Georgetown police murder was ‘drug deal gone bad’

Jurors at the capital murder trial of a man charged with the shooting death of a Georgetown police officer were presented with detailed testimony about a botched drug deal and robbery just a short time before Chad Spicer was gunned down. 

Several individuals involved in the alleged marijuana deal were called to the stand in the case of Derrick Powell, who could face the death penalty if convicted.

Gunshots were fired during an argument in front of the McDonald’s restaurant late in the afternoon of September 1st 2009, and a car fled the scene.  That car was pulled over later during a traffic stop in Georgetown’s Kimmeytown neighborhood, and during that stop Chad Spicer was shot to death.  His partner Shawn Brittingham was wounded in the neck by the same gunshot.

Jeff McBee of Dagsboro said he had agreed to meet up at the McDonald’s parking lot, in a vehicle with his fiance and her children, to purchase marijuana.  However, McBee said he started to get a “sick feeling” and returned to Dagsboro.  Thomas Bundick of Laurel admitted to being the “broker” in the deal.  Bundick also was in the vehicle that left the aborted drug deal. 

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Then, a series of text-message records were screened for the jurors, indicating angry exchanges between Burdick and Christopher Reeves.  Reeves was later identified as the driver of the car containing Powell and a third man.  Reeves has already testified as a key prosecution witness.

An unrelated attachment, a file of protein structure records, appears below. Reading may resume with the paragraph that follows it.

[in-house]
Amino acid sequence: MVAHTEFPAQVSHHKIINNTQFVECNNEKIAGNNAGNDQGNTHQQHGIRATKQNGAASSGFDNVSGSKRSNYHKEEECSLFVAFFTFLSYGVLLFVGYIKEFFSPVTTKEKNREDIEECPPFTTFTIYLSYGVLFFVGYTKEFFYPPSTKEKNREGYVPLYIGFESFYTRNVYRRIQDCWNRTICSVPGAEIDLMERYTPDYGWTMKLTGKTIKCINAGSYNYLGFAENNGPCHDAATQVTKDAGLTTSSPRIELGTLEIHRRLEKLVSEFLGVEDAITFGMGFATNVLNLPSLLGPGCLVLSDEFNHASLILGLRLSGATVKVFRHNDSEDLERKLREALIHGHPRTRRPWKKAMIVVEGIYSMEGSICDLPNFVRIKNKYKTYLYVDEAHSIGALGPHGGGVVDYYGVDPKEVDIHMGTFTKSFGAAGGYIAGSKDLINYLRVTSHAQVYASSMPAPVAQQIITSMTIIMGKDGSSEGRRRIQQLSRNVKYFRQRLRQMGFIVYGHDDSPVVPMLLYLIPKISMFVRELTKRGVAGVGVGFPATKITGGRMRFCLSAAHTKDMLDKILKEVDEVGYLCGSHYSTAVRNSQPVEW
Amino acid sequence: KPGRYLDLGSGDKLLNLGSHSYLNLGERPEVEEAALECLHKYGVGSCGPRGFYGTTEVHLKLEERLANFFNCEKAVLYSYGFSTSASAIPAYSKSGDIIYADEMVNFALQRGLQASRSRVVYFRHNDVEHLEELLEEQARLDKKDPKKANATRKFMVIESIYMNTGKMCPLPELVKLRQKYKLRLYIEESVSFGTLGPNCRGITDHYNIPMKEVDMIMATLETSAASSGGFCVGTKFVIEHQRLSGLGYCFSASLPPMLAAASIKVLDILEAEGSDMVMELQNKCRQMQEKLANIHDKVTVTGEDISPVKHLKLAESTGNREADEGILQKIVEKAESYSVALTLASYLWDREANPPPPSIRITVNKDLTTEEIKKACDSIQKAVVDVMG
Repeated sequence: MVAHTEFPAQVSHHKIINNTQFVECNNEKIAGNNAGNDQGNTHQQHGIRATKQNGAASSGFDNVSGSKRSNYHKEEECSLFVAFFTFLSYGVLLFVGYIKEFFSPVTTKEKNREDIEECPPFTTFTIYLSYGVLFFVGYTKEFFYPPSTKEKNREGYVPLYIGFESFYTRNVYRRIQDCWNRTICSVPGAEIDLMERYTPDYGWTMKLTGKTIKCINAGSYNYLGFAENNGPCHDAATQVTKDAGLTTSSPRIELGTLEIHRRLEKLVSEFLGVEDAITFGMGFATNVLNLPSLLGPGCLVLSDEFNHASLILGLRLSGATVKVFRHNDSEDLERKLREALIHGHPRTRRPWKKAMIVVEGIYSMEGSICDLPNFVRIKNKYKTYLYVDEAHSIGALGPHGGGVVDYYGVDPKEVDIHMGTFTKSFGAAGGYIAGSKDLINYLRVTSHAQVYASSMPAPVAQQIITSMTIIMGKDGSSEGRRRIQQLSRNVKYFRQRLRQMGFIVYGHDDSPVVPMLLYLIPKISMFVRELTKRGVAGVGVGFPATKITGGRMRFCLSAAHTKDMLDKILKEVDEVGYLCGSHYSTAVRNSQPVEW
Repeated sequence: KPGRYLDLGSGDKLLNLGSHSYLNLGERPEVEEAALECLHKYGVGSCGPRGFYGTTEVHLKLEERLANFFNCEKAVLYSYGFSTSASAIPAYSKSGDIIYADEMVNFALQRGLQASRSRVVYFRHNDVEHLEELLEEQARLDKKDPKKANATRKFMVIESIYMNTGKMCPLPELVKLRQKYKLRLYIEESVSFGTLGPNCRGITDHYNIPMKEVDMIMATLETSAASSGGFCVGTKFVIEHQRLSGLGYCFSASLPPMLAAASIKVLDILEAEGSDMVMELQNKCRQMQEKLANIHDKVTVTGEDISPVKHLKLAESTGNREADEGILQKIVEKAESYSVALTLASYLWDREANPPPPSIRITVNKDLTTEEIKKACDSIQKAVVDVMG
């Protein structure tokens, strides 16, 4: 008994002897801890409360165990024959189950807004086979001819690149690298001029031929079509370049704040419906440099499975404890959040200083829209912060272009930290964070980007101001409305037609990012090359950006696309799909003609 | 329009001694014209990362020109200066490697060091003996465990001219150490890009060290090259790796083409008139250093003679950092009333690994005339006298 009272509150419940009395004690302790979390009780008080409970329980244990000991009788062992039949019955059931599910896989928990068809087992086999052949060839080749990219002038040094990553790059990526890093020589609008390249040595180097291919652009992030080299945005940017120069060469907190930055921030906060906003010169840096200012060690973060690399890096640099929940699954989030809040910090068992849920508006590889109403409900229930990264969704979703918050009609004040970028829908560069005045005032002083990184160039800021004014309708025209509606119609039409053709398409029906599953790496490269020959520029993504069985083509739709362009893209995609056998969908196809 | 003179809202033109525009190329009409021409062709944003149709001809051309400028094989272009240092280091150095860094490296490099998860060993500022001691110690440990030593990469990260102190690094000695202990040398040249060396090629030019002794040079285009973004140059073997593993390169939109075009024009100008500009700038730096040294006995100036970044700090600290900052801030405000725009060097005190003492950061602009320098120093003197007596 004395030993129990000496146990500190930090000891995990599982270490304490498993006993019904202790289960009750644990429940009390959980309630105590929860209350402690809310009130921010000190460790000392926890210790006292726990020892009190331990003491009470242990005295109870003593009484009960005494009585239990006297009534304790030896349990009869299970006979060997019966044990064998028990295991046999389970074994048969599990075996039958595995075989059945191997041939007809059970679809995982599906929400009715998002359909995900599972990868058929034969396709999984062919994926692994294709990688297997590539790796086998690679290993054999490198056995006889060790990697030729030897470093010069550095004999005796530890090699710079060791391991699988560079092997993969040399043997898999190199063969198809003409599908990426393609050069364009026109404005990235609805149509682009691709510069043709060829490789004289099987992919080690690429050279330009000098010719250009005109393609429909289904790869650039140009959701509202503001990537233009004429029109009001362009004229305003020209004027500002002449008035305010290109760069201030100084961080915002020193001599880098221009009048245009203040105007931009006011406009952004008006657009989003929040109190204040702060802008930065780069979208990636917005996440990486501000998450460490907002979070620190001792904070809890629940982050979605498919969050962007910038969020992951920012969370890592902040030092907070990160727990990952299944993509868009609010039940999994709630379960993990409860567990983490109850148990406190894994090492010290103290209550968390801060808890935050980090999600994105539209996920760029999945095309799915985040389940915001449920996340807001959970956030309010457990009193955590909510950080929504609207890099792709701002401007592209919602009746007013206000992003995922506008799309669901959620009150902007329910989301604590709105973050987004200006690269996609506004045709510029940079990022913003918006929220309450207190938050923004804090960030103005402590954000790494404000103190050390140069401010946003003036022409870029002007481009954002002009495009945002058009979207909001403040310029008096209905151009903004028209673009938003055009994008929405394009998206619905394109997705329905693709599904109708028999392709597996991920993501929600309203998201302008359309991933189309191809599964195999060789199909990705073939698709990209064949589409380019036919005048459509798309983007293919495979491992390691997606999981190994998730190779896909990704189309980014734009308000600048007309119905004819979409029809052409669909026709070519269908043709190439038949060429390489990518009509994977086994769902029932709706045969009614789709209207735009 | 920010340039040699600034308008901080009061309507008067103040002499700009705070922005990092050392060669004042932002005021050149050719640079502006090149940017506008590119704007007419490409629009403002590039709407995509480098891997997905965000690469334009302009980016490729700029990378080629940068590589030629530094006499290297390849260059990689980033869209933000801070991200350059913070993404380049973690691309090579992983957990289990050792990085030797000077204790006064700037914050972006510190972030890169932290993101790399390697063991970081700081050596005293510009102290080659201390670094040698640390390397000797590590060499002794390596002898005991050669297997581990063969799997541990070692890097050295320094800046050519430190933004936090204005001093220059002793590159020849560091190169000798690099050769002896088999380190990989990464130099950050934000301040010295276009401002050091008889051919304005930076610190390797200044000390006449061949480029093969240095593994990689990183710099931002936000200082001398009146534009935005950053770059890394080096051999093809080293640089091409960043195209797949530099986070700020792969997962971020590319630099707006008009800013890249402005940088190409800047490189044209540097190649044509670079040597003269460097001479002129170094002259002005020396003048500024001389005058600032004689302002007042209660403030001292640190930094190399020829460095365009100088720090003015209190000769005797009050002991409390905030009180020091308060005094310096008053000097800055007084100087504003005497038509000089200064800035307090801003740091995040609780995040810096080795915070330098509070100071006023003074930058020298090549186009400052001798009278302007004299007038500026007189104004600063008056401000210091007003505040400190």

Three employees who were working at the McDonald’s restaurant at the time talked about witnessing an argument between two men outside, then hearing gunshots. 

Darsean Adkins was one of those men.  He said he carried the marijuana to the restaurant to complete the deal, but instead said he felt a gun pressed to his back outside of the restaurant.  Adkins said he turned around and was told to drop everything.  Then, he fell to the ground after hearing a gunshot.

When asked who fired the shot, he identified Powell, who was sitting in court.

 During defense cross-examination, both Bundick and Adkins each admitted to being dishonest during their initial interviews with investigators.

Two state troopers also talked about the early stages of the trial, which enters its eighth day Wednesday.

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